Uses of Tollens’ Test

  • In chemical laboratories, Tollens’ test is used to differentiate aldehydes from ketones in qualitative organic analysis.
  • This test is mainly intended to distinguish between reducing and non-reducing sugars.

Limitations of Tollens’ Test

  • Because such sugars are isomerised under alkaline circumstances, certain carbohydrates without an aldehyde group may give positive Tollens’ test.
  • When skin or clothing comes into touch with silver nitrate, the color of the same will disappear. It is recommended that you wear gloves. Ammonia fumes must not be inhaled.
  • To dissolve the silver coating on the flask (or test tube), we need to use strong HNO3.

Practice Problems on Tollen's Test

Q 1. Which reagent is used to differentiate benzaldehyde and acetophenone?

(A) Ag(NH3)2]+                                                     (B) NaOH/I2

(C) Ag(NH3)2]2+                                                   (D) Both (A) and (B)

Answer: (D)

Benzaldehyde gives Tollens’ test but acetophenone does not. On the other hand acetophenone (ph - COCH3 gives iodoform test due to the presence of  - COCH3 but benzaldehyde does not.

Q 2. Which of the following will give the Tollens’ test?

(A) Fructose                                                               (B) acetophenone

(C) Sucrose                                                                (D) None of these

Answer: (A)

Even though fructose contains ketone group still it will give positive Tollens’ test due to keto-enol tautomerism of alpha hydroxy ketone. But acetophenone does not give this test because it does not contain any alpha hydroxy group and sucrose being a disaccharide does not react with Tollens reagent.

Q 3. The compound that gives positive Tollens’ test is 

(A) Acetone(CH3COCH3)                                                            (B) Acetaldehyde(CH3CHO)

(C) Acetic acid (CH3COOH)                                                         (D) Diethyl ether(C2H5OC2H5)

Answer: (B)

Since acetone is ketone it won’t give a positive Tollens’ test. Among acids, only formic acid will give positive Tollens’ test so acetic acid will not give this test and ethers won’t give positive Tollens’ test. Acetaldehyde comes under aldehydes so it will give a positive Tollens’ test. 

Q 4. Which of the following reagent reacts with both acetaldehyde and acetone?

(A) Schiff’s reagent                                                                 (B) Tollens’ reagent

(C) Fehling's reagent                                                               (D) Grignard reagent

Answer: (D)

Both acetaldehyde and acetone react with Grignard reagent giving alcohols as the products. Acetaldehyde being aldehyde will give a positive test for Tollens’,Fehling’s and Schiff's reagents.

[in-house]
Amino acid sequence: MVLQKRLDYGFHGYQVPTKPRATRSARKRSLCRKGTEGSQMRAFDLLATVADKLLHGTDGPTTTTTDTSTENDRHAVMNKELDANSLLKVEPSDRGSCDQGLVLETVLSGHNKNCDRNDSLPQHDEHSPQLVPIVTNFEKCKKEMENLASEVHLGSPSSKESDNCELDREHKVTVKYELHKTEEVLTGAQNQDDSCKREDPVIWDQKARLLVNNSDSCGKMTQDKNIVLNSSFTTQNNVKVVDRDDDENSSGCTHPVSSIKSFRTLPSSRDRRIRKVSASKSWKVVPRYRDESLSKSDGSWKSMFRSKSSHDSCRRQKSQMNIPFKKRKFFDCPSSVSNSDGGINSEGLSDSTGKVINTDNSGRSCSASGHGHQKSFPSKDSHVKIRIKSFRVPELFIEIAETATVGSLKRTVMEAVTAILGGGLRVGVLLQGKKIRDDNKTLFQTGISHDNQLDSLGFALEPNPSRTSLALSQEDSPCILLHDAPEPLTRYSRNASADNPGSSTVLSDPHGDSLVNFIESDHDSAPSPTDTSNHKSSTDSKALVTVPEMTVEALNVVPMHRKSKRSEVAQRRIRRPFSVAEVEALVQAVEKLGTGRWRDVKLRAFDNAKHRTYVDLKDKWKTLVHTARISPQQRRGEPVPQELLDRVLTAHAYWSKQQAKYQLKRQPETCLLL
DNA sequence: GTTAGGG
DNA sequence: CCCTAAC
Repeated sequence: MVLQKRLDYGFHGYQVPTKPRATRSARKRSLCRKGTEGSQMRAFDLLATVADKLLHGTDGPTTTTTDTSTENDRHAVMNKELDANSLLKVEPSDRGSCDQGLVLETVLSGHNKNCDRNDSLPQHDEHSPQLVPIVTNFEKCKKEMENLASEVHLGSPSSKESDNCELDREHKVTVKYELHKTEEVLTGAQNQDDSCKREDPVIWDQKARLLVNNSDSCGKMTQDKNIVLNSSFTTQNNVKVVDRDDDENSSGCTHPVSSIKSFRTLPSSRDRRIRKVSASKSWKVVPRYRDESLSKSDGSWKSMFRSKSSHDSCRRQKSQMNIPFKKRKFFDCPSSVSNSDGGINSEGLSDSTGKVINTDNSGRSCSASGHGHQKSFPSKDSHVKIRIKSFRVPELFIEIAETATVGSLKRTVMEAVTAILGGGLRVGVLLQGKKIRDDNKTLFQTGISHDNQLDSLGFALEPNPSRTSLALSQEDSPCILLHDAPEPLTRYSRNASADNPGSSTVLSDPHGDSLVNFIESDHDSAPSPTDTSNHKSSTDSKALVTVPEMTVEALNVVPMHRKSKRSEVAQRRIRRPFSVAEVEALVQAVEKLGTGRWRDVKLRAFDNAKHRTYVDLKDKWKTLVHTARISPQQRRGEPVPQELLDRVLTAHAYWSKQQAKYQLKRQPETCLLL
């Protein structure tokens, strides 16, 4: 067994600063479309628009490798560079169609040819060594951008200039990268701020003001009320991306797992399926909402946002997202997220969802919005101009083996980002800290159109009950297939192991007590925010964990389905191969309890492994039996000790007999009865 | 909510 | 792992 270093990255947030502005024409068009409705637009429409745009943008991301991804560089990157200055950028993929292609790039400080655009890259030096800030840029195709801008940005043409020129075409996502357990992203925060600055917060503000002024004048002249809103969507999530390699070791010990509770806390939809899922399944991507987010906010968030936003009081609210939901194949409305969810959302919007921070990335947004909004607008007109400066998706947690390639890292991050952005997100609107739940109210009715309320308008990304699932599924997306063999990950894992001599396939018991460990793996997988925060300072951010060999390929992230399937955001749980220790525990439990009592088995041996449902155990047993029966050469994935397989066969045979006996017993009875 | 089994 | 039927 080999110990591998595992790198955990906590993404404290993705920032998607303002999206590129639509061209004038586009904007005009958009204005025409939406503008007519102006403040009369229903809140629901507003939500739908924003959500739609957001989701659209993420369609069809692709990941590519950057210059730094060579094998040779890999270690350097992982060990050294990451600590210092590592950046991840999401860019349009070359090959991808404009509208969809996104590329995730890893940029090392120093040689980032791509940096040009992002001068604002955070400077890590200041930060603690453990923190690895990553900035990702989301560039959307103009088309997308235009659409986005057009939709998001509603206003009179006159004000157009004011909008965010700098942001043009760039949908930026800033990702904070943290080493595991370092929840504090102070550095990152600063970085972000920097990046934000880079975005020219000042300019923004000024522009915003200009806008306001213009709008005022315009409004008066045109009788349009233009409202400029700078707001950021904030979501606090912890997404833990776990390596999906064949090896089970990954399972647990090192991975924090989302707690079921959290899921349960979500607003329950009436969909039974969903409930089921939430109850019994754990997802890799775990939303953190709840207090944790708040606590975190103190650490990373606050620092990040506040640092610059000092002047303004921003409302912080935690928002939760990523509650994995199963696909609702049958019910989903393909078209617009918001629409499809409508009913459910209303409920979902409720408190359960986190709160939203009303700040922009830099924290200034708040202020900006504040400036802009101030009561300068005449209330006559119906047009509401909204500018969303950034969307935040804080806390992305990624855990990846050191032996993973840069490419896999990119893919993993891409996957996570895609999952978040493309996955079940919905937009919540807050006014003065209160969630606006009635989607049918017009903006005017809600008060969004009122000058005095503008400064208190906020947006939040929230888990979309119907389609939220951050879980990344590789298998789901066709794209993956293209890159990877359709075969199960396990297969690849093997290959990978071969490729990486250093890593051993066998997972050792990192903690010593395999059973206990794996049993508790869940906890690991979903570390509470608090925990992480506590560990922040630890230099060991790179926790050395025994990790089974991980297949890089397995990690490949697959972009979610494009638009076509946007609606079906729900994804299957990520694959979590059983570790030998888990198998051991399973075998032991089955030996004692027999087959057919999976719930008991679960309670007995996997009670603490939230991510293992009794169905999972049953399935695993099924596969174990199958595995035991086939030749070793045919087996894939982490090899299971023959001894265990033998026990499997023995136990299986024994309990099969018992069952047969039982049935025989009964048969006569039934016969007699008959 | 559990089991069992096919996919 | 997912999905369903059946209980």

FAQ's on Tollen's Reagent

Q 1. Why do ketones not give the Tollens’ test?

Answer: The main importance of Tollens’ reagent is used to distinguish aldehydes and ketones. The reaction of aldehydes with Tollens’ reagent is an oxidation reaction which converts aldehydes to carboxylic acid. Tollens’ reagent is a mild oxidizing agent which can oxidize aldehydes but not ketones. Because aldehydes have the aldehydic-H which can be oxidized under mild oxidizing agents like Tollens reagent but ketones do not have the aldehydic-H.

Q 2. Why do alpha hydroxy ketones give positive Tollens’ test?

Answer: Generally, alpha-hydroxy ketones can give a positive Tollens’ test because α-Hydroxyketones have the ability to tautomerize to aldehydes and aldehydes give a Tollens’ test. And also some non-terminal alpha hydroxy ketones will give positive Tollens’ test like benzoin.

Q 3. Why methanoic acid (HCOOH) gives a positive Tollens’ test?

Answer: Formic acid has the aldehydic-H along with the -COOH group, hence being an acid it can give Tollens test. 


Hence, it gives both Tollens’ and Fehling's test positive.

 Reaction of formic acid with Tollens’ reagent:

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Q 4. What is tautomerism?

Answer: Tautomerization is a phenomenon in which a single compound tends to be present in two or more interconvertible structures with different relative positions of nuclei, which are generally hydrogen. The two structures are called tautomers, and these types of isomer compounds usually differ only in the number of electrons and protons. They also exist in dynamic equilibrium. 

When a reaction occurs between these compounds, generally protons move. Tautomerism is also known as desmotropism.

Q 5. Does Alpha Hydroxy Ketone give Fehling’s Test? 

Answer: Alpha-hydroxy ketones are positive in Fehling's solution. This is because α-hydroxyketones are converted to aldehydes by tautomerism. Aldehydes are positive in Fehling's solution, while ketones are not positive in Fehling's solution.

Related Topics:

Aldehydes Acetone
Lucas test Ketone